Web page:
Spontaneous hydrolysis of C3 thioester

Stable Identifier
Reaction [binding]
Homo sapiens
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The thioester linkage between cysteine residue 1010 and glutamine residue 1013 in the alpha chain of Complement factor 3 (C3) can spontaneously hydrolyze, yielding so-called C3(H2O) (Tack et al. 1980; Pangburn & Muller-Eberhard 1980; Pangburn et al. 1981). Thioester bond hydrolysis causes conformational rearrangements that give C3(H2O) the ability to bind Factor B. The spontaneous hydrolysis rate of C3 under physiological conditions and temperature is about l% per hour, thus the C3b-like properties of C3(H2O) provide a continuous low level initiation of the alternative pathway of complement activation (Pangburn & Muller-Eberhard 1983). If not bound by Factor B, C3(H2O) binds Factor H and is inactivated by Factor I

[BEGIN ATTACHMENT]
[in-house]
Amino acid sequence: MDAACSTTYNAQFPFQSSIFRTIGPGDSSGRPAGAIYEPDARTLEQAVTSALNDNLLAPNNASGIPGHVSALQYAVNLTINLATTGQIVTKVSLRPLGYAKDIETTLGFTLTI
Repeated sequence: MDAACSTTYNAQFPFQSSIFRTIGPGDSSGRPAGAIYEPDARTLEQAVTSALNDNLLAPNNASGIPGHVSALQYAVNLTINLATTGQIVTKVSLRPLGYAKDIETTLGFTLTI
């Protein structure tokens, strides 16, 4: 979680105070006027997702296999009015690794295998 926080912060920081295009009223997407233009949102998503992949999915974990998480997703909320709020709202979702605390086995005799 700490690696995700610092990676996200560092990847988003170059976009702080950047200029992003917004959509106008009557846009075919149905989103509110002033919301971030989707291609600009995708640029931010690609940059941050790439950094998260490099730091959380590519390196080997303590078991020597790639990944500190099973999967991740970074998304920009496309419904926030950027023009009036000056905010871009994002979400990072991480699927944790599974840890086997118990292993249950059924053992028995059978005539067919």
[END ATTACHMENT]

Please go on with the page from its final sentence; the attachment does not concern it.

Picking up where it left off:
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Orthologous Events
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